Essa is an amazing example – and its physical learning space looks like a place anyone would want to learn in….but as I watched the video – I wanted to know how they were able to go from a 20% completion rate to 100% course completion rate. Is it really because of iPads? What kind of professional learning opportunities were teachers offered? What kind of community support did they have? Were funds for the new building based on completion rates or based on pedagogical vision,rust and faith in professionals or research?

    I saw some great examples of “What we could do” by using an Essex model (which Is till don;t completely understand- and I know I wasn’t at the presentation…)…but I am still searching for “How we can do it”.

    Also – all the research you cited is focused on HigherEducation – wouldn’t it be great if we had more research in K12 blended environments?

    What do you think? Is it about access to learning? tools? Access to content? Pedagogy?

    Essa’s obvious success just challenges me to ask more questions about how they got there…so I thank you for your post, because now I need to learn more:)

    Verena 🙂

  2. laurelbeaton says:

    Thank-you for taking the time to reply, Verena! I know this is a topic that is near to your heart! The problem with a short blog post is it doesn’t tell the whole story. When Essa speaks about iPads revolutionizing their teaching, I don’t think they mean the tool at all. I think having access to simple and reliable mobile technology has forced teachers to shift the way in which they design learning. Teachers no longer build a worksheet that they use for several years. Instead, students have access to learning any where but more importantly, students are using the tools on their iPads (like Explain Everything) to create and demonstrate their understandings. Abdul Chohan speaks about teachers as designers of learning and students as creators of knowledge. At Essa, students explore their community, create new knowledge and use tools to create learning opportunities. Essa, like your daughter’s school, used to use Moodle or other LMS and realized that learning was much more connectivist and collaborative that an LMS allows for. The school wanted students to be able to take their learning with them anywhere, even when they finish a course or leave the school and that is why they landed on iTunesU as a platform. I think there is much more to the Essa story than the Apple video shows.

    Great questions and provocations, Verena! We all have lots to learn…thanks for pushing my thinking!

    Laurel

  3. suhayl says:

    Hi Laurel,

    Great post. In fact, Abdul and I were having dinner when he opened twitter to see your tweet to him about whether it was blended or flipped. I have been thinking about it today and I don’t think it can be classified as “just learning”. If we stand behind that, we are in essence giving permission to remain content with the status quo. I can use that exact phrase to say that traditional, worksheet-centric learning is just learning as well. To some degree, classifying forms or more innovative or learning as just learning gives staunch traditionalists an argument.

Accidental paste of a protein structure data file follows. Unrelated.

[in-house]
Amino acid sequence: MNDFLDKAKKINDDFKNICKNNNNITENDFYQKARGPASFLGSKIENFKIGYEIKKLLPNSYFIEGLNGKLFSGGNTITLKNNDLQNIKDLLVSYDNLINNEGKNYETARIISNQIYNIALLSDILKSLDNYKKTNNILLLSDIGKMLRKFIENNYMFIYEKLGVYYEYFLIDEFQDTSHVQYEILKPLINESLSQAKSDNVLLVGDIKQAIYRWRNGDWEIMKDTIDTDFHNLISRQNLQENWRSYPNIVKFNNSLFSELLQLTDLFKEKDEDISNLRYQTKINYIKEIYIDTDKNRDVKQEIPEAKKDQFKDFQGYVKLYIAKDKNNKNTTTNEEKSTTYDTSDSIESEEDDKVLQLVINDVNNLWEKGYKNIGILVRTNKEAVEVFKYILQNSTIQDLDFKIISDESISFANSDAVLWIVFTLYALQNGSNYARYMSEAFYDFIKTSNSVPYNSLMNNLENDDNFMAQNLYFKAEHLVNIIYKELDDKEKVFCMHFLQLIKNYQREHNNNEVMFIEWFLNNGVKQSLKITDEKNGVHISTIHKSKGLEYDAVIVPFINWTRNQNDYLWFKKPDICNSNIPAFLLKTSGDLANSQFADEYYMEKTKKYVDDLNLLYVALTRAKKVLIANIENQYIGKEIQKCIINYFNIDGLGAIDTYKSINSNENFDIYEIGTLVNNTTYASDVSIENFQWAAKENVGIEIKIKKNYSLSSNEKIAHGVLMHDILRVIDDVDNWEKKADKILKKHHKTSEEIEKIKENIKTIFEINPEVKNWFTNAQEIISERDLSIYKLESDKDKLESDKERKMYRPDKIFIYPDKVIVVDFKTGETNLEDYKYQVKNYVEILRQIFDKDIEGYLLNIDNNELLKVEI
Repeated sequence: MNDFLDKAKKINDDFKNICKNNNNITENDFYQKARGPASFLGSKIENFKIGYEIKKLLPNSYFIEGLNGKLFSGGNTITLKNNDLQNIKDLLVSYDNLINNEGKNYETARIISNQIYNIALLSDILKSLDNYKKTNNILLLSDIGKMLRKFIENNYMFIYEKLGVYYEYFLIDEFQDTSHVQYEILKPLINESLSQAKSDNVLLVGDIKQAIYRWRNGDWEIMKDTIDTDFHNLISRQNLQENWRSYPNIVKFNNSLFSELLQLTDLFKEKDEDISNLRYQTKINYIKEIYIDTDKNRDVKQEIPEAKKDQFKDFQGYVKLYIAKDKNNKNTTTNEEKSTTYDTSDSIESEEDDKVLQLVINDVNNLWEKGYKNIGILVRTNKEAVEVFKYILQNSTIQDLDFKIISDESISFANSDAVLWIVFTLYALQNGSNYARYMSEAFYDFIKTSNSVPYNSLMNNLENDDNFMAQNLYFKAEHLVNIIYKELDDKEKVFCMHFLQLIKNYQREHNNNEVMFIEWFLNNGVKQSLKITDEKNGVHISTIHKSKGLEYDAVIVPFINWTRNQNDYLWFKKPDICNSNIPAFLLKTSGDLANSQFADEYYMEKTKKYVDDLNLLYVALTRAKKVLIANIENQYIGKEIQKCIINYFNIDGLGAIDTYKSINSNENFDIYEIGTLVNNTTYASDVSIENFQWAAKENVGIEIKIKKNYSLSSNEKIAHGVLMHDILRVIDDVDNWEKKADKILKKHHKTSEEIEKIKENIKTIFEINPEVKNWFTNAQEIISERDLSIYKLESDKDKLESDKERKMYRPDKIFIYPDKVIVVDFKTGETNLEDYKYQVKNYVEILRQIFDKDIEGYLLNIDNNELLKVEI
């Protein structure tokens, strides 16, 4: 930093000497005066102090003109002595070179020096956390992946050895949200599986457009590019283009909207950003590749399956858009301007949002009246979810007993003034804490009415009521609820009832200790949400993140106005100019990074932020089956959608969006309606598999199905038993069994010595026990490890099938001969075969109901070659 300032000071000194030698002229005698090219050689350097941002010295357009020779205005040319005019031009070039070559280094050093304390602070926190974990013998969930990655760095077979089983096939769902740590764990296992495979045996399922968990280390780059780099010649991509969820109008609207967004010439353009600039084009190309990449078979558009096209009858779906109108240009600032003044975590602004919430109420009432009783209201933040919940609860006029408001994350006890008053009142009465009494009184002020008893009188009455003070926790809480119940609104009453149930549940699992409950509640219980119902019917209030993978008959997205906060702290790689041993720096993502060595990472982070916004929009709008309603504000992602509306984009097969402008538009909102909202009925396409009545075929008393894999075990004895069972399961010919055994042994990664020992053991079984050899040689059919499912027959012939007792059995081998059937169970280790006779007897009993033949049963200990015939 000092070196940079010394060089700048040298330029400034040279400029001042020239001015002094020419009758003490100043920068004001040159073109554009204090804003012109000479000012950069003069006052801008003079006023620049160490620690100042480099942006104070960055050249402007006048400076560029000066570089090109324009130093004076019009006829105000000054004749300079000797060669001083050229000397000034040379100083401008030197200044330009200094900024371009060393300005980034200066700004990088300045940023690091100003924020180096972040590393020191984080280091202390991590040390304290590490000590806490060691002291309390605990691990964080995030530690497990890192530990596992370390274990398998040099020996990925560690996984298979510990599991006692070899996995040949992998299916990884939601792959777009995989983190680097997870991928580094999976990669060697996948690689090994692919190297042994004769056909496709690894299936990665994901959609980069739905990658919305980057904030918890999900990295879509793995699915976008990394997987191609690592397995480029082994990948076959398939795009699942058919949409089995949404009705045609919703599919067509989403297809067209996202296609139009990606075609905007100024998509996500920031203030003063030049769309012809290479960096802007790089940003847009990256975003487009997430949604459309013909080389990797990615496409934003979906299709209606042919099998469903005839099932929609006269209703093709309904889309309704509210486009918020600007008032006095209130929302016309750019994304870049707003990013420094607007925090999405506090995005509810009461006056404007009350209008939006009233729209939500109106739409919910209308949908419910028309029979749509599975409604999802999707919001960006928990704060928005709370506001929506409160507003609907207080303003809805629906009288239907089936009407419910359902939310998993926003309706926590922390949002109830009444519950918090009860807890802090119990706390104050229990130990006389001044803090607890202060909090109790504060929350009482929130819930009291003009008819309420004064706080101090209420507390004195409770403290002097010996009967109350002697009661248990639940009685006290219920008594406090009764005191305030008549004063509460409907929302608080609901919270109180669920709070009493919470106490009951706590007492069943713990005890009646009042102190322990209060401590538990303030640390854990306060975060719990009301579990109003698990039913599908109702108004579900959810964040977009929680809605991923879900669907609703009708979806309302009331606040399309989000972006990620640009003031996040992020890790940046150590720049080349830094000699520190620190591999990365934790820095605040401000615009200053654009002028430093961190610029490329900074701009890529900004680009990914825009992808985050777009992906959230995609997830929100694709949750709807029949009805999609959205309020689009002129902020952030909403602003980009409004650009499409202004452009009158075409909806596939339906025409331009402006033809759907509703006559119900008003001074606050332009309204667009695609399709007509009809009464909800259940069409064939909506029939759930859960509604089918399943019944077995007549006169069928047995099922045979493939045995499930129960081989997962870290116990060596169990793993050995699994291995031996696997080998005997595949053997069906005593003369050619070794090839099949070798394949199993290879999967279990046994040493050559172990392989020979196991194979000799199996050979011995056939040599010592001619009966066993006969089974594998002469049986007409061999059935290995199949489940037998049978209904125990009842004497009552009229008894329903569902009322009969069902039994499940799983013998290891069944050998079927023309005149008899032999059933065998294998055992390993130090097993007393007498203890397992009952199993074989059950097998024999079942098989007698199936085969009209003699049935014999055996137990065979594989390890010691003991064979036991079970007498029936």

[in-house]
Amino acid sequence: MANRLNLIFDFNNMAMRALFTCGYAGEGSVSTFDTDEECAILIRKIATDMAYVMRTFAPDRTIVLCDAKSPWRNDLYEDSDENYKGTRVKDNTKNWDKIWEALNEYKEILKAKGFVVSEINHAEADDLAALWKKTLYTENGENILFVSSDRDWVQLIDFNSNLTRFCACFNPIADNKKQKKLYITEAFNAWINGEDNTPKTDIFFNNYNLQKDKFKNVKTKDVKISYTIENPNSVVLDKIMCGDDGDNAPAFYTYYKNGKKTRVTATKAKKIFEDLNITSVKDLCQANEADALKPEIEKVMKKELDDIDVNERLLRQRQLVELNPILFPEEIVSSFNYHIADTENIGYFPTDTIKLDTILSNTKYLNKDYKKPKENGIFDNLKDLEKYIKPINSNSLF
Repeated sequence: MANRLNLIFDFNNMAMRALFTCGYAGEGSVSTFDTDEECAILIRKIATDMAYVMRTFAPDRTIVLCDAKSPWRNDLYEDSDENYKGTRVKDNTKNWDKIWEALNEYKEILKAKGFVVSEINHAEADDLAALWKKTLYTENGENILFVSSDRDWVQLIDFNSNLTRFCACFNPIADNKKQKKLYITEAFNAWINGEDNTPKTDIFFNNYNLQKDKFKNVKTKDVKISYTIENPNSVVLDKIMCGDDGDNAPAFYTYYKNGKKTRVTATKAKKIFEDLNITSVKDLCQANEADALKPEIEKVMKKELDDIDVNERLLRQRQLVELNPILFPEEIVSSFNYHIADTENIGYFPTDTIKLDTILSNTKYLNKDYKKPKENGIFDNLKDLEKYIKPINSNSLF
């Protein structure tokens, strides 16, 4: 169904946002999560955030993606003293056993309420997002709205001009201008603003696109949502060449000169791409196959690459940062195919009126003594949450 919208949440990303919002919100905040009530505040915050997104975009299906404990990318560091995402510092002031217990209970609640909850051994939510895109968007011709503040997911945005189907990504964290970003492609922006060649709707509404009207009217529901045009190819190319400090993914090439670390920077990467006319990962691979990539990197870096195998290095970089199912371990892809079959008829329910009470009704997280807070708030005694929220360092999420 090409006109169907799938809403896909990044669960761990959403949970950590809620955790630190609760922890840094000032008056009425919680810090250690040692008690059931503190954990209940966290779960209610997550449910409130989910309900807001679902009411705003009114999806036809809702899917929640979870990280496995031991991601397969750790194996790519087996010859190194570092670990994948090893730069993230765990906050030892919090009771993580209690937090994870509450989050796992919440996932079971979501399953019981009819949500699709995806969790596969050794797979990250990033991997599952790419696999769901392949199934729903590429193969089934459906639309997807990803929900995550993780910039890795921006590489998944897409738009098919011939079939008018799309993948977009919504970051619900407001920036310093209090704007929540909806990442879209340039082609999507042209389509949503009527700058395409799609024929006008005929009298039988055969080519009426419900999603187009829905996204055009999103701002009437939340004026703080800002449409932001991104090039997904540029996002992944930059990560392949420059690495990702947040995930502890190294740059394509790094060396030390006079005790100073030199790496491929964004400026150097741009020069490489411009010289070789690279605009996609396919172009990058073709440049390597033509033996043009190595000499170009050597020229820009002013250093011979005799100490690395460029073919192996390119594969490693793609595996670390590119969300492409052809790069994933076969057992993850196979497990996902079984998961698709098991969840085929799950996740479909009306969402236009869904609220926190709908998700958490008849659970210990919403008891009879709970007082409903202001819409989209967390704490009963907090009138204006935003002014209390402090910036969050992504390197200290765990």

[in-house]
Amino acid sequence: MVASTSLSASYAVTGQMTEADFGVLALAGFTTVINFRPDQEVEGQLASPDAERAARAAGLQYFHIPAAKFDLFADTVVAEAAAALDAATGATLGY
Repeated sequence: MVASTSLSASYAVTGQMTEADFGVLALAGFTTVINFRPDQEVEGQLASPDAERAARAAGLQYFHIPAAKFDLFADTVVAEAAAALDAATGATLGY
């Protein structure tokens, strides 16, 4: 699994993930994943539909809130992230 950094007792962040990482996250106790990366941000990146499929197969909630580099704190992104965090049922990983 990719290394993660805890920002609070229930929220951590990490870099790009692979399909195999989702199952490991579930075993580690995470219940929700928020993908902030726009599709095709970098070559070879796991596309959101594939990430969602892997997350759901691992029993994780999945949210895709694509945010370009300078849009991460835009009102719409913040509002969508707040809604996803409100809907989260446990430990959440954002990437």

If we classified 21st century skills as just “skills” or curriculum re-designed curriculum as just “curriculum” would be a definite understatement.

    During the course of conference, I had the privilege of managing Abdul’s schedule/agenda. And if I were to be honest, I selfishly booked about 6-10 hours of one-on-one time with Abdul to gain some more insight into Essa Academy. Many of the concerns Verena brought forward were what I asked.

    A few things that I would like to point out:

    It’s obviously difficult to portray a clear video of all the happenings in Essa through a 4 minute video. I don’t know if you stayed afterwards Laurel, but Abudl was showing what students were having students create in Showbie (videos, animations, to presentations).

    Verena, I wonder what you don’t agree with in terms of a 1:1 environment? No one ever says that technology is the solution. What it does do, is amplify good or bad pedagogy. If sound practice is lacking, technology will only amplify that.

    Abdul mentioned some great ideas that he implemented to extend the learning environment beyond the classroom, to the community and home. Technology was the medium through which he engaged parents, and got them on the front lines in order to support their child.

    Laurel, if you ever want to have a conversation regarding any of the above, I’m often in your area. As a matter of fact, I was looking for you after Abdul was done his session, and you had already left.

    Thoughts?

    • laurelbeaton says:

      Thank-you for the comments (sorry I didn’t see your name in the post)!

      I am sorry for the delay in responding as the notification ended up in my junk folder! It sounds like you were very fortunate to get some time to Abdul to glean some insight on Essa. I did attend Abdul’s workshop which I found very informative. I left with many ideas of how to use simple and effective technology to shift they in which we design learning. I was very pleased to hear Abdul stress that the technology was essential for making the shift possible but that pedagogy always is the focus. Technology is the tool (or plumbing). I agree with your completely that a 4 minute video created by Apple or a short blog post written by me will never be able to capture entirely the philosophy and approach to learning at Essa. What I do know is that what Abdul shared resonated greatly with what I believe about education. I was grateful to have heard his message.

      I would love to connect sometime to talk more about these ideas and hear what else you learned in your time with Abdul. You can reach me at laurel.beaton@adlc.ca and we can schedule a time to connect either face to face or with technology.

      Thanks again for taking the time to respond to my blog…the dialogue is so essential to shift our thinking and practice!

      Laurel